For the past three years, I’ve been visiting participatory art projects in Spain, Portugal and other parts of Europe to learn about what is now happening there. I’m wary of simple explanations, especially in contexts I don’t know well, but it is hard not to link this new energy with the pressures European societies have faced since the financial crash of 2008. Whatever the truth of that, ideas from participatory art, activism and community development are nourishing a lot of important work.
It’s never easy to understand such activity from the outside. As well as the time and cost involved, there are differences of language, culture and policy. Things can be less similar than they appear. And yet, since I began to see community art outside the UK in the 1990s, I’ve been struck by how much common ground there is in the practice, the human relations and the art itself. The essential keys to successful participatory art work seem to be surprisingly consistent.
The internet, digital media and video have made participatory art much more accessible than it once was, though they can’t replace the first-hand experience of meeting and talking with people. More than anything I love seeing the art people make, as it’s happening. Art can reach across those differences of culture and experience. The day I spent at Leiria prison watching a performance of Don Giovanni by inmates, prison staff and professional musicians taught me more than I could easily put into words – which, of course, is exactly why art is so important.
So I also learned a lot at the recent showcase of participatory art in Lisbon as well as having a great time. Over four nights and three days, perhaps 2,000 people got to discuss participatory art and experience it in some fantastic performances, in one of Lisbon’s finest venues – the Calouste Gulbenkian Concert Hall, part of a beautiful cultural centre set in its own gardens a little way from the historic centre.
That was possible because the Foundation is supporting the projects presented through its PARTIS programme. Some of the projects, like Chapitô, I’d visited before, but it was great to see young offenders they’ve been working with share their new circus and capoeira skills with children in Saturday morning workshops. But others I’d not been able to see because of time or distance. I really enjoyed the 70-minute documentary about Há Festa no Campo, an arts and village development project in the rural east of Portugal, followed by a lively discussion with artists and participants.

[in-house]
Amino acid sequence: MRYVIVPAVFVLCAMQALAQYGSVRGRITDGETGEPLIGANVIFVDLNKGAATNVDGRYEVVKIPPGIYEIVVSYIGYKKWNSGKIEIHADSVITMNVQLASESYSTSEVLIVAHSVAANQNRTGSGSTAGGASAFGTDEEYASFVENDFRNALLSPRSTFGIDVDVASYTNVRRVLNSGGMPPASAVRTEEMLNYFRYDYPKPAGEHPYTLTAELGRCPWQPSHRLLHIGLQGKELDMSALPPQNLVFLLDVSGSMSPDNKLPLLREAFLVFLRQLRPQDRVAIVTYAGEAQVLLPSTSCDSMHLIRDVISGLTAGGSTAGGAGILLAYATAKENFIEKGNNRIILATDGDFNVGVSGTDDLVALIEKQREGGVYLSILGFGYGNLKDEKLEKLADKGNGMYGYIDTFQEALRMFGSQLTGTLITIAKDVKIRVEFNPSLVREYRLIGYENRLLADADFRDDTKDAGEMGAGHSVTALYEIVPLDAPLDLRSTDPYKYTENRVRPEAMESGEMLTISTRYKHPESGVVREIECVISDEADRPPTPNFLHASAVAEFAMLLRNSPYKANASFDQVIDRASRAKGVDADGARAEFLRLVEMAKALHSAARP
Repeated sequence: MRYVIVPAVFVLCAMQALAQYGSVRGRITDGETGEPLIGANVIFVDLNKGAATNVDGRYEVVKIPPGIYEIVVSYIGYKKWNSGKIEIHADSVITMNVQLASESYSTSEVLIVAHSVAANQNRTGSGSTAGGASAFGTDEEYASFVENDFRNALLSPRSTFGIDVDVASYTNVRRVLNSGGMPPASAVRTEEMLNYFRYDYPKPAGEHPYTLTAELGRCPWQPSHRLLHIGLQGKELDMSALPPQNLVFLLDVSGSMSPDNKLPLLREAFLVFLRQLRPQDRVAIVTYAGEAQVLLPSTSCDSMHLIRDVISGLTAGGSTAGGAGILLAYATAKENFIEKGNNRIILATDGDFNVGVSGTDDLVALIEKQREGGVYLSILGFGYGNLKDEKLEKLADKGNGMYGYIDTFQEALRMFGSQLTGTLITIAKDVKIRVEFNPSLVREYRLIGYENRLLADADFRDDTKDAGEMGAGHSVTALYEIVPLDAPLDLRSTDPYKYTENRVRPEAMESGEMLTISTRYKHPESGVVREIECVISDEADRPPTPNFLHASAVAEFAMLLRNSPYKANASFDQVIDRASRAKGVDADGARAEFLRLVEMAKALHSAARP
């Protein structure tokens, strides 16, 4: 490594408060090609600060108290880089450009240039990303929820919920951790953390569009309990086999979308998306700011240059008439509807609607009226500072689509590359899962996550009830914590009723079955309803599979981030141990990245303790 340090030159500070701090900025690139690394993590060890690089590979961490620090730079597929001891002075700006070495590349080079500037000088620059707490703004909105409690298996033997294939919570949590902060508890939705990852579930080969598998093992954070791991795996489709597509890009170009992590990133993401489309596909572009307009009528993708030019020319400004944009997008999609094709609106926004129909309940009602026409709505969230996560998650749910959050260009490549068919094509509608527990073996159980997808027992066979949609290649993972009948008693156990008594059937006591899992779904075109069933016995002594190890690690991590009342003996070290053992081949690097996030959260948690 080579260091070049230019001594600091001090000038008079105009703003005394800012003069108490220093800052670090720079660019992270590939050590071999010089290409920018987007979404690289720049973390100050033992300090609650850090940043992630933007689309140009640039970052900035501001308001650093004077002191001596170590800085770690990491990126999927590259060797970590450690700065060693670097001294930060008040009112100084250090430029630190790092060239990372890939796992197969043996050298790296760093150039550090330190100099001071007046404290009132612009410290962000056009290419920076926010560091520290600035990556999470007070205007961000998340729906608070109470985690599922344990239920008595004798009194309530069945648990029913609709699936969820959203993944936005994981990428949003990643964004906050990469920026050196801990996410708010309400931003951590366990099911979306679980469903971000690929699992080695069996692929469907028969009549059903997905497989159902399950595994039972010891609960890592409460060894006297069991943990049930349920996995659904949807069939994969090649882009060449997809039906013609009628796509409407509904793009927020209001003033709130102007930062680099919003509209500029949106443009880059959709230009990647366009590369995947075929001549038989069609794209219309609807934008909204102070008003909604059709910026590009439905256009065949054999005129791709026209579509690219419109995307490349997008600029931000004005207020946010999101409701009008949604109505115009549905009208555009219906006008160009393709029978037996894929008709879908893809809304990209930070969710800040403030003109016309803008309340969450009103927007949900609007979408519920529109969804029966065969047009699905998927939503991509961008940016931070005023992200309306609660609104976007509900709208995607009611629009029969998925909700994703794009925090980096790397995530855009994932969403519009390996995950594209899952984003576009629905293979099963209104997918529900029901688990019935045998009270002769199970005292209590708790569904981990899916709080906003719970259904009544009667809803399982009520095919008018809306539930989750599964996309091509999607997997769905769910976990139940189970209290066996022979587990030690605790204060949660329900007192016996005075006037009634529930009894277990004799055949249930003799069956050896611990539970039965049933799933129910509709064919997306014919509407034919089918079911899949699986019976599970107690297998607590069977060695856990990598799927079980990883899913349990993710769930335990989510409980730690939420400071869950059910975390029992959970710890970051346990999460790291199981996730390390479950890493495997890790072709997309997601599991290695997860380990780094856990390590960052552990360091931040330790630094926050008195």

Every audience was different because the showcase was also a chance for the people involved to see their work presented in a prestigious setting. The audience for Cidade, a pilot episode of a mini-TV series made by and with residents of one of Lisbon’s poorest neighbourhood, included many of the actors among the hall’s regular visitors. Indeed, it was good to see very different groups mingling over the three days. It might have been a small step towards inclusion, but it was in the right direction: many people were undoubtedly coming to the building for the first time.
There were moving theatre performances by children working with Teatro IBISCO and by Grupo RefugiActo, who had developed a piece about the experience of refugees specially for the occasion. There was a first performance by a signing choir, performing with members of the Gulbenkian orchestra and choir. The extraordinary Ensemble Juvenil de Setúbal, whose members include disabled people, students and professional musicians, gave a joyous and accomplished concert of new commissions from contemporary composers.
Aside the from the performances and films, the showcase was chance to ask questions and share experiences. After each presentation, the performers, professional artists and others involved in the work gathered on stage to talk with the audience and the debate kept people in their seats an hour or more. Their appreciation and interest was evident in every comment. I was also impressed by the confidence with which all the people who had taken part in the projects addressed rooms of 200 people or more. It was possible to present just a fraction of the projects supported through the PARTIS programme, but the value of the work – to those involved and to audiences – was evident.
Events like the PARTIS showcase are essential to develop understanding of the practice of participatory art and happily, they are becoming a little more common. This year I know of two more such events. The biennial International Community Arts Festival (ICAF) will happen in Rotterdam at the end of March. It’s one of the most important events of its kind in Europe. And in September Pele are organising the third edition of MEXE in Porto. All being well, I’ll be going to both. If you’re interested in community art (and why else would you be reading this?) they are great opportunities to discover the lively and changing nature of the work today.
PS I’m grateful to the Fundação Calouste Gulbenkian for inviting me to Isto é PARTIS, to Hugo de Seabra and Narcisa Costa for all their help and Isabel Lucena for her patient interpretation.